by Johannes Goransson on Jun.16, 2014
I want to follow up on James’s great post about Persona Peep Show with a post about the most obvious topic relating to the film: that is “fan-fictions” or “kitsches” Ingmar Bergman’s supposed Masterpiece Persona (a lot of the text is in fact from Bergman’s movie). What Mark Efrik Hammarberg and Sara Tuss Efrik picks up on in their remake of Bergman’s movie as “peepshow” is exactly the scandal of the image that James talks about in his post, the “peep-show-ness” of Bergman’s movie. And like many fan fictions (this is why I’m drawn to this para-genre) it takes this elements and blows it up, pushes it out of balance, find the excess, the ghosts, the pornography in the masterpiece.
Their peepshow fan fiction was first shown as part of the gurlesque-themed 2013 Stockholm Poetry Festival, and it revels exactly in the kind of mask-playing, superficiality and viscerality that has caused so many people to be troubled by the gurlesque.
Like James, I think Steven Shaviro’s a wonderful reveling in cinematic fascination. Shaviro points out that what troubles people about cinema is often this flatness of the image, which has no interiority but which nevertheless is tend to cause fascination, a strong bodily response (which as he points out is often seen as apolitical but which can be highly political).
Shaviro likes to write about B-movies and art movies rather than “Masterpieces” like Persona. But I think a lot of his observations can be made about Ingmar Bergman’s film: Persona is a film of violent gazes, a film that follows the logic of contagion rather than psychology or even story.
Susan Sontag made this point in her original review of the film:
Instead of having a full-blown ‘story’on his hands, he has something that is in one sense cruder, and in another more abstract: a body of material, a subject. The function of the ‘subject’or ‘material’ may be as much its opacity, its multiplicity, as the manner in which it yields itself up to being incarnated in a determinate plot.
The original movie consists of interactions between Elisabeth Vogler, a famous actress who has apparently lost the ability or will to speak, and her nurse Alma who is sent to take care of her in an isolated local in Gotland. Vogler is a fascinating character: in her muteness she refuses interiority, refuses sociality, becomes a kind of image of herself (I am reminded of Blanchot: “The cadaver is its own image.”). Alma meanwhile shares memories and behaves very “humanly.” But as the movie progresses, the roles switch back and forth: The women become vulnerable, sadistic, powerful, weak etc.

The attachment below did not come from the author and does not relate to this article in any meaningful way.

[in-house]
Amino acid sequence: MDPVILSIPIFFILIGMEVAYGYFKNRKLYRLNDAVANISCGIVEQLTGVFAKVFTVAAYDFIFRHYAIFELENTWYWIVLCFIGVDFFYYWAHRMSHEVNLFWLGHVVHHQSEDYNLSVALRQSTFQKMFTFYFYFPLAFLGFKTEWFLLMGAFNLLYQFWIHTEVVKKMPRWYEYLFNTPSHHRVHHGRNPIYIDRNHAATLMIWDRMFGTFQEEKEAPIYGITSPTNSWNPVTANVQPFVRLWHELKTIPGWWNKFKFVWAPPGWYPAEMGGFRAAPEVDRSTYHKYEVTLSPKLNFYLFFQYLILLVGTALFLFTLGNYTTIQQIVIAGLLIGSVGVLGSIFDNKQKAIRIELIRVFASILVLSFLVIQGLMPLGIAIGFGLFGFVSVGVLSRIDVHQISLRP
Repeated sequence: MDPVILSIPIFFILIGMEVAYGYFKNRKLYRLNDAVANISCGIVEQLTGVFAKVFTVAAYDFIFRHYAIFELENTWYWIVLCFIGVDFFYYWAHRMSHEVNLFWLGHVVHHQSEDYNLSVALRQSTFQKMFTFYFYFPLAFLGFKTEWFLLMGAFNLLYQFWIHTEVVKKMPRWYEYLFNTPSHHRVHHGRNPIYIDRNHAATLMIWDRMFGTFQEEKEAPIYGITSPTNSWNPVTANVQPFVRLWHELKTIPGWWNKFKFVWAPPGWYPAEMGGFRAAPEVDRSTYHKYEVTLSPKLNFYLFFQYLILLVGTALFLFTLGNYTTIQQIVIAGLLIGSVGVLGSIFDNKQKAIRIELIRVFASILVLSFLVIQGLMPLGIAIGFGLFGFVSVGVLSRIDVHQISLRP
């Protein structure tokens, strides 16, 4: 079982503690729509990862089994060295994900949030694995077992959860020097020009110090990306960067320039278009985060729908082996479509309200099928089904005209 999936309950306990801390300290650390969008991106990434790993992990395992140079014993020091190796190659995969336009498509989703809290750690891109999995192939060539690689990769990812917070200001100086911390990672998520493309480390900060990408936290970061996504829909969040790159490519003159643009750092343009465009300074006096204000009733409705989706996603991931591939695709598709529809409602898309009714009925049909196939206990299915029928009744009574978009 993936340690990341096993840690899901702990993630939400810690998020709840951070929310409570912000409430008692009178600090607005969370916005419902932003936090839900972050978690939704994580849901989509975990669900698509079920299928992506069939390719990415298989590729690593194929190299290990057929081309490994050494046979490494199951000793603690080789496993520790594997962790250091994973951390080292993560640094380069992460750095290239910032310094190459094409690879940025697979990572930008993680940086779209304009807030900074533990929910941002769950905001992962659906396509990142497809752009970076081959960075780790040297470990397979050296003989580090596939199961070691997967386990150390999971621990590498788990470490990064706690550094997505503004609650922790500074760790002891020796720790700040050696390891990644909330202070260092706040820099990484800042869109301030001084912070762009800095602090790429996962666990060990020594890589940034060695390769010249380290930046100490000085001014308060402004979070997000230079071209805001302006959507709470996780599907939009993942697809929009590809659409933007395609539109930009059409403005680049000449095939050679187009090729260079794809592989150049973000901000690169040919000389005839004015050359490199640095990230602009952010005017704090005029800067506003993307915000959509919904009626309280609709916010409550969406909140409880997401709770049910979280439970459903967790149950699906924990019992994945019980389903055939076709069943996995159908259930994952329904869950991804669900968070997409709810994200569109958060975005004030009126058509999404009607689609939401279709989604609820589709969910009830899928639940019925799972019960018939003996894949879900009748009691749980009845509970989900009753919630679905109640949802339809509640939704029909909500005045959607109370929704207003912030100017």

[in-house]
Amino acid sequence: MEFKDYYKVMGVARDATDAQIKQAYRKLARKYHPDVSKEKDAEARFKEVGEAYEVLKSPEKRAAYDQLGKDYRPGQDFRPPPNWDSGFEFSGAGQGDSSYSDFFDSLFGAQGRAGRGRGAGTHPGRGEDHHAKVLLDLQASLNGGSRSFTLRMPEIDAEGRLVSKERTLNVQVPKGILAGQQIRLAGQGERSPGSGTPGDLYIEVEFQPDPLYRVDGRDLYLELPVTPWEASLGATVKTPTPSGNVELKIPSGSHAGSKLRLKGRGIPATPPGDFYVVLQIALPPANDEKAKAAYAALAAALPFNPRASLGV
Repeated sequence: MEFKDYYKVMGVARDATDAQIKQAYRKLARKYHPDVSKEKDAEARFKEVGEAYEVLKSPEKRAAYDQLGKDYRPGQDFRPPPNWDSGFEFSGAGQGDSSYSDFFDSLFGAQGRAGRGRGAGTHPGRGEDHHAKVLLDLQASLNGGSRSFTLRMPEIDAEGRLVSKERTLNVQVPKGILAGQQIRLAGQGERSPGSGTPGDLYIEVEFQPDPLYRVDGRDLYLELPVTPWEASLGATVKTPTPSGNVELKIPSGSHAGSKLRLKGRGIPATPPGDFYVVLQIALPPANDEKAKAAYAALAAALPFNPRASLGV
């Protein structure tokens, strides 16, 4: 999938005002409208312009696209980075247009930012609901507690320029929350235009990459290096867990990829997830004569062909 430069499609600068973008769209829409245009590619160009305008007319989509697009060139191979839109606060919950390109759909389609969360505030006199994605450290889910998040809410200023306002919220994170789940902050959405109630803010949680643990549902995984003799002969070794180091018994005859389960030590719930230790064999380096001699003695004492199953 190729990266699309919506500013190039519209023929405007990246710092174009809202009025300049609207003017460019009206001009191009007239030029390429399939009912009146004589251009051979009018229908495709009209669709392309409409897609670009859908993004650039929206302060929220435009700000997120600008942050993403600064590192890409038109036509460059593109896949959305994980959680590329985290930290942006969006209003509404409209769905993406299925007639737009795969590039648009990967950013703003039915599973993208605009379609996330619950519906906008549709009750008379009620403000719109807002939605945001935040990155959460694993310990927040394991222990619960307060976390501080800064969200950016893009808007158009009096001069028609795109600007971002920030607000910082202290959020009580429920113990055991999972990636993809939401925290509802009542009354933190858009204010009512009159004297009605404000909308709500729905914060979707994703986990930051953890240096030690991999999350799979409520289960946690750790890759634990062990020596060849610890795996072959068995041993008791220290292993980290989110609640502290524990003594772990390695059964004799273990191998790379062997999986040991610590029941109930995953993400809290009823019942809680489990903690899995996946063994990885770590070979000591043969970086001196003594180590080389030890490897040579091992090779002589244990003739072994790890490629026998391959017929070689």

It’s this destabilizing violence of artifice, of masks that “Peepshow” picks up on. Voices interrogating images, images interrogating spectators: the violent fascination of spectatorship.
But while Bergman maintains a “chamber play” minimalism, “Peepshow” explodes in bad taste. [It should of course be noted that Bergman was heavily influenced by Strindberg’s chamber plays and Strindberg’s best work (his late work, after alchemy and crises) is very gaudy and over the top (hey there’s a ghost in the sewers now go kill yourself!). So maybe “Peepshow” is truly Strindbergian!]
It’s interesting that the mask-section of “Peepshow” is the part that most obviously invokes Persona (and its title), but it’s in this section “Peepshow” goes the most rogue: invoking a kind of obscene fairytale zone that imagines Alma following Vogler (puns on bird, “fågel” – the “decapitated bird”) into: a zone of dwarf cocks and slutty stepmothers, crushed kneecaps, parrots etc. And every fairytale prop is imagined obscenely (for example seeds can be stuffed up the ass).
In a sense, what we get here is Paul McCarthy’s current project “WS” with its obscene Snow White fan fiction:
This fairytale leads to the kind of ghost-haunting that ends the movie (Say hello to Annelise, say hello to Regan): The film – Art! – as a kind of ghostworld that haunts us, that infects us, that moves us, that peep-shows us. By bringing in the obscene, the necropastoral, the kitsch, Peepshow shows us in a sense what was already there (in Bergman, in Modernism): the relentless fascination of the image, the contagion of artifice, the violence of masks, the tastelessness of art.